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Zimbabwe rivals' power-share talks to resume Monday

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  • NEW: Zimbabwe president, opposition leader meet for several hours Sunday
  • NEW: Power-sharing talks to resume Monday
  • South African President Thabo Mbeki mediating talks in Harare, Zimbabwe
  • Zimbabwe has been engulfed in violence since disputed presidential elections
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HARARE, Zimbabwe (CNN) -- After several hours of power-sharing negotiations, Zimbabwe President Robert Mugabe and opposition leader Morgan Tsvangirai adjourned the talks early Monday -- apparently without reaching a deal.

Zimbabwean President Robert Mugabe, right, meets South African President Thabo Mbeki, left, in Harare.

Zimbabwe President Robert Mugabe, center, arrives at a Harare hotel for Sunday's talks.

The talks were scheduled to resume Monday at 2 p.m. (8 a.m. ET).

"We have not finished," Mugabe told reporters after the meeting adjourned. "We obviously have sticking points like in any talks, but we look forward to overcome them."

Tsvangirai, head of the Movement for Democratic Change, deferred questions to South African President Thabo Mbeki, who mediated the meeting. Mbeki did not immediately comment on the talks.

Sunday's face-to-face meeting by Mugabe and Tsvangirai was the first between the two since power-sharing talks began two weeks ago, sources close to the talks said.

On Saturday, sources close to the negotiations said a power-sharing deal was just "one or two sticking points" away.

They did not specify what the issues dividing the two sides were.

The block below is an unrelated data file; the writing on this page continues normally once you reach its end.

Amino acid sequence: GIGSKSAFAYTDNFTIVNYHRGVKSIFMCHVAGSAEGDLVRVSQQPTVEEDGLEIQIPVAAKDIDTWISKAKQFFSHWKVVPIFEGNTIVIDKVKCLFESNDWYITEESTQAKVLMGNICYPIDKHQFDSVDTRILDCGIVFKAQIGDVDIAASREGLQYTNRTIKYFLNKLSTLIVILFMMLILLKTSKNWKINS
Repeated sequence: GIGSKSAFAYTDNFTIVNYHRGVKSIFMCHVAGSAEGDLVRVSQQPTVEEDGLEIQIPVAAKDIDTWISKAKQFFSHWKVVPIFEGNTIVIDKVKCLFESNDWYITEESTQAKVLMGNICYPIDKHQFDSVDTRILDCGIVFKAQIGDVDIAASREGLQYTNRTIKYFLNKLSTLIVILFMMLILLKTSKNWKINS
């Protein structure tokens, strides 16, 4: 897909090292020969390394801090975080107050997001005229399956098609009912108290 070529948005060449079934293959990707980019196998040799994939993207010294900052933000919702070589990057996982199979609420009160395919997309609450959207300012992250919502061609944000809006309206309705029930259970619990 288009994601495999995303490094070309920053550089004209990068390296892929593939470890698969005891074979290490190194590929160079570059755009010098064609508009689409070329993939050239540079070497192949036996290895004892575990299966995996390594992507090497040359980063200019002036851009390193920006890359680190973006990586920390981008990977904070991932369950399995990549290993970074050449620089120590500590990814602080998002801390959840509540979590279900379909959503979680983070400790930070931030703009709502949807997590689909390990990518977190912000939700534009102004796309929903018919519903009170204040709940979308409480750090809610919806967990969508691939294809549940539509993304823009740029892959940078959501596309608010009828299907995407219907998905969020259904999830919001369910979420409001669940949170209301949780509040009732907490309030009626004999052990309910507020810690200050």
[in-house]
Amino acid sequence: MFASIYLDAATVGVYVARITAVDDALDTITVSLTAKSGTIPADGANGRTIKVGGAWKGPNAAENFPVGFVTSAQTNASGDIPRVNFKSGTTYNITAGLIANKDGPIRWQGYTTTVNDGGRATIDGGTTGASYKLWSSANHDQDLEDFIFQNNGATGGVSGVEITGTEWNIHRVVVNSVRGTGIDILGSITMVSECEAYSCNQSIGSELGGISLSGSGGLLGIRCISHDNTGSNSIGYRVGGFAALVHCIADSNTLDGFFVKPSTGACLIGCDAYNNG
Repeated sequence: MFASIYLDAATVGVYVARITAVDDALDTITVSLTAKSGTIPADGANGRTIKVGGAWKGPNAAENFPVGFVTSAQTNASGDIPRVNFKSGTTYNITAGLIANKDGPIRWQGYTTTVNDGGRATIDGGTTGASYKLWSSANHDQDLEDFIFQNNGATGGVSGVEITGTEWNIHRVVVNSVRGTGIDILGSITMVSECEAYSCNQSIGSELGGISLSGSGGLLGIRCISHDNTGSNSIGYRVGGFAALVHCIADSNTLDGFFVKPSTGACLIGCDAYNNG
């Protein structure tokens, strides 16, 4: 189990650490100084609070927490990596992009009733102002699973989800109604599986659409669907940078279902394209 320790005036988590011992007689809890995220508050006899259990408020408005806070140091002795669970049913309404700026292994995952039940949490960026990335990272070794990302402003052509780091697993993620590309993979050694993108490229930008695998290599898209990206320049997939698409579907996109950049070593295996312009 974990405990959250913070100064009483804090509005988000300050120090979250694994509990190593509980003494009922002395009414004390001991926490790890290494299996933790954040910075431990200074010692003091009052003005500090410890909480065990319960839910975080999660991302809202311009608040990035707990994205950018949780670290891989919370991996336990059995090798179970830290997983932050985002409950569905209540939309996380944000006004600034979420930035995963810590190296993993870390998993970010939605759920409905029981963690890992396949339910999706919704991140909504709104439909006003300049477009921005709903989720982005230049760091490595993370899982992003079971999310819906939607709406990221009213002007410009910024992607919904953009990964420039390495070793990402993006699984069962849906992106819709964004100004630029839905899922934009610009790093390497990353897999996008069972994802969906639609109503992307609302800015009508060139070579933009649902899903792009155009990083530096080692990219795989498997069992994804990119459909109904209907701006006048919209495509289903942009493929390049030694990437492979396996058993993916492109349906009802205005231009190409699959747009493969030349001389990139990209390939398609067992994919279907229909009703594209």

After Mugabe's re-election in a June presidential runoff, which was condemned internationally as a sham, the two leaders reached an agreement on July 21 that paved the way for power-sharing talks.

Tsvangirai garnered the most votes in the March general election, but not enough to avoid a runoff, according to the government's official count.

He withdrew from the June 27 runoff days before the vote, saying Mugabe's supporters orchestrated a campaign of beatings, intimidation and murders against his supporters.

However, on Thursday, the MDC and Mugabe's ZANU-PF party released a joint statement acknowledging both bore responsibility for the politically motivated violence that engulfed the country after the disputed March election.

The statement called on their supporters to "stop and desist" from carrying out further violence.

"We further reaffirm our commitment to ensuring that the law is applied fairly and justly to all persons irrespective of political affiliation, to take all necessary measures within our power to eliminate all forms of political violence, including by non-state actors, and to ensure the security of persons and property and provide support to victims of violence," the statement said.

Zimbabwe saw unprecedented violence between the March 29 election and the runoff. The MDC claimed ZANU-PF killed about 100 of its supporters.

All About ZimbabweRobert MugabeMorgan Tsvangirai

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